Software Usage Intelligence
Our client provides a cloud-based platform that helps leading software vendors gain insight into how their solutions are being used. Specifically, the platform enables detecting which features are used most and least, visualise user paths, and see what challenges they face. This data allows software companies to know what really matters to end users in order to supply a more valuable product.
The client was maintaining an existing intelligence solution basically aimed at desktop applications. The client’s idea was to create a brand-new on-premises solution for both web and desktop applications using a newer technology stack. The buyers of the solution were expected to be able to integrate it into their products to obtain information on how users interact with them, what features they use and how exactly this process takes place. The expected system needed to be easy to install, maintain and update. Also, the system had to be flexible and allow for various metrics from client applications to be gathered and used afterwards when building reports.
Client SDK Components
Storage has been divided into relational and nonrelational databases. The relational database is used in the regular way to store information such as user credentials, preferences, report structures and their settings and filters. PostgreSQL was the simple choice to cover everything we needed on this front.
Choosing which nonrelational data engine to use was not easy. After an investigation, we agreed to use the time series database InfluxDB to store incoming event data. The schemaless approach seemed very attractive, as the client application could send undetermined data, and we were required to store it all. We implemented a proof-of-concept, and it worked well on smaller volumes of data. However, once we created performance tests, it became clear that InfluxDB could not handle our workload profile.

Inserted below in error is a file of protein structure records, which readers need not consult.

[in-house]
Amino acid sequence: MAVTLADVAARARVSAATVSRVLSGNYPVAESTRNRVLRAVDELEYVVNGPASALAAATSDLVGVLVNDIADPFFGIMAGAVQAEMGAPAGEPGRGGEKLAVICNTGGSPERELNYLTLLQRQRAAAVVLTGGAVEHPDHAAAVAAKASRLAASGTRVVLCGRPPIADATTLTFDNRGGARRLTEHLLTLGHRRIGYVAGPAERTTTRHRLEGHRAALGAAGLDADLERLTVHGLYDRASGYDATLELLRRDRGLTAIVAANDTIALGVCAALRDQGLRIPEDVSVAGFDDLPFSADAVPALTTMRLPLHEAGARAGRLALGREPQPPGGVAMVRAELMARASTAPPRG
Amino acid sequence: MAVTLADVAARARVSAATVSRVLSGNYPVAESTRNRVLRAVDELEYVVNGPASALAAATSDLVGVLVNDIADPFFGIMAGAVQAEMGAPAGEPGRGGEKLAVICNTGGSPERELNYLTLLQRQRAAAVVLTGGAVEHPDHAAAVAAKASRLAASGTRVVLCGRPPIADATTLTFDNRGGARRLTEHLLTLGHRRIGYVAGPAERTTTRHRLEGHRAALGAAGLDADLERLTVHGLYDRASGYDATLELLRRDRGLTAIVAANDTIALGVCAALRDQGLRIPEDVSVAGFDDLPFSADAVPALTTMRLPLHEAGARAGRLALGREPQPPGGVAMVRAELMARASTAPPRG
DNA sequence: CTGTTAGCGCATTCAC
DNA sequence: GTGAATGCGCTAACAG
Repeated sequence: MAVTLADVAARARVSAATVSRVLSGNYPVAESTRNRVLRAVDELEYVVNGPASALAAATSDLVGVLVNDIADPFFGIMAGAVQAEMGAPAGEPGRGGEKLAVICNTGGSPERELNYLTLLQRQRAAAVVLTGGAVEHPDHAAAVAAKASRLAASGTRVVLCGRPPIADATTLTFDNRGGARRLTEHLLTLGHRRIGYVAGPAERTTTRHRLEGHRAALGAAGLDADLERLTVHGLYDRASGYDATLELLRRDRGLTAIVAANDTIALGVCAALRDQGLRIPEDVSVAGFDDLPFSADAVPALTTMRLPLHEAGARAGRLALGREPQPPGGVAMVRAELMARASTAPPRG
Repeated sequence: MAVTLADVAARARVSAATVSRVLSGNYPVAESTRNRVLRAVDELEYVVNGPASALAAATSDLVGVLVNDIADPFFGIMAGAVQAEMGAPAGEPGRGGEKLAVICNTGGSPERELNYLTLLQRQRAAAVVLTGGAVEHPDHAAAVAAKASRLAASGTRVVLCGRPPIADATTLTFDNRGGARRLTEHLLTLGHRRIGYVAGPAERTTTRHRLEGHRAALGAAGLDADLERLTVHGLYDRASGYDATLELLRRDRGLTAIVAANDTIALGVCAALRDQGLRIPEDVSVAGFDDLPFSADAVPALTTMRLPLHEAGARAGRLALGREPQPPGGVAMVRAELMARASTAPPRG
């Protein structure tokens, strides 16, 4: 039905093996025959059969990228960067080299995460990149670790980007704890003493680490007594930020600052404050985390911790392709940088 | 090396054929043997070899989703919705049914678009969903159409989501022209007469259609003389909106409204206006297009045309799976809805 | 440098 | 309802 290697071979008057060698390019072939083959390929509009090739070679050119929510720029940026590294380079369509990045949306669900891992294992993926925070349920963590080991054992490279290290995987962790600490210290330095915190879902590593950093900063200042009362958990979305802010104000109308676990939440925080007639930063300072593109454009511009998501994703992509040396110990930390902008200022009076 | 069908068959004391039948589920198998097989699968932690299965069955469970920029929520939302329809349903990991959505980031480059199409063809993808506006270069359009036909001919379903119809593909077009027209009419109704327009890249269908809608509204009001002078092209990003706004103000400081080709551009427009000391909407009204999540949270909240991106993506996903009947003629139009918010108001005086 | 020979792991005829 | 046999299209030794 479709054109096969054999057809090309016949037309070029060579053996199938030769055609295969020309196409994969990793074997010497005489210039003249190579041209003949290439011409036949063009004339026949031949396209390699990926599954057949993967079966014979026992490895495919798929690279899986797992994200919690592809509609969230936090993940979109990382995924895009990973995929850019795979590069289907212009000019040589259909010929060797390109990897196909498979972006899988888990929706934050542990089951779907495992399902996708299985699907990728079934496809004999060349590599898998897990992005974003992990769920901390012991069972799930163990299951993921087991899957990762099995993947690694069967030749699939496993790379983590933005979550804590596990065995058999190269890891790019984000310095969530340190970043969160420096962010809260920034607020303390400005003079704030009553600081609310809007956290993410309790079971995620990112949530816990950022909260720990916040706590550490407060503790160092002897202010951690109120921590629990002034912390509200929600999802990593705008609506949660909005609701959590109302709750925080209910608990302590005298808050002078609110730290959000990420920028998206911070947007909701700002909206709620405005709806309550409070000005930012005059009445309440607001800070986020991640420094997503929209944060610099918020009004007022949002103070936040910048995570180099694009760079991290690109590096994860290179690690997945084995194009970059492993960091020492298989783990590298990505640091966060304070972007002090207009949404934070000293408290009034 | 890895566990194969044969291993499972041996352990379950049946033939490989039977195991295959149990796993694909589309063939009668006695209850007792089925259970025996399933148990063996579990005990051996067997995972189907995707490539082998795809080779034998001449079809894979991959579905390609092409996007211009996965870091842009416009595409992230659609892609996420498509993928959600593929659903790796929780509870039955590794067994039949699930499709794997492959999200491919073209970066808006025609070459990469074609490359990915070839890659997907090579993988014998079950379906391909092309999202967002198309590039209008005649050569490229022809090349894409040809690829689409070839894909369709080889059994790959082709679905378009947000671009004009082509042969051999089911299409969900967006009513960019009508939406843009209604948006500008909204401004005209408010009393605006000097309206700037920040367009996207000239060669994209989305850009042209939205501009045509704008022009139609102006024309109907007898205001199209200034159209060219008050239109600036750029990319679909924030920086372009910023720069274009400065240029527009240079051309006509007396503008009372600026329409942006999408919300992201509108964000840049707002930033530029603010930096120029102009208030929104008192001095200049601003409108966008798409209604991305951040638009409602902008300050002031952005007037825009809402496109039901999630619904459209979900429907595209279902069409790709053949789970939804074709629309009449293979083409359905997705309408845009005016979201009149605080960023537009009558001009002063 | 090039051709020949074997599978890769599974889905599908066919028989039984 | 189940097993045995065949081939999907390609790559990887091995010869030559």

After some further investigation, we settled on ClickHouse. It is a column-oriented database, but it uses a strict schema, unlike InfluxDB. Therefore, we created a bunch of general-purpose columns that clients must bind to the metrics they gather. ClickHouse has demonstrated high performance under the required workload profile.
Two dedicated server-side components were created. One of them accepts, validates and normalises incoming event data before finally pushing it to ClickHouse via an intermediate buffer. Another component is responsible for the authentication/authorisation of users, handling incoming requests for reports, building the reports and sending them to the UI component. Both server components share ClickHouse and PostgreSQL as data access levels.
The UI has been built as a single-page application with a React library. It is the starting point for end users to observe and manipulate the gathered event data. The user interface allows users to go through predefined reports, apply various filters to the overall data, copy reports and rename them to keep an eye on them later. The D3.js library has been utilised to display data with bar, stack, line, pie and other types of charts, including Sankey diagrams, to show users’ paths in the application.
The diagram of the system’s final components looked like this:
We have created a heterogeneous system to be used on-premises by the customers. It consists of several client- and server-side components to support the entire data flow. The system supports versioning and is delivered using Docker. The scalability level was confirmed using performance and stress testing. Nevertheless, there remain ways to improve the scalability using ClickHouse’s clustering features in the future.
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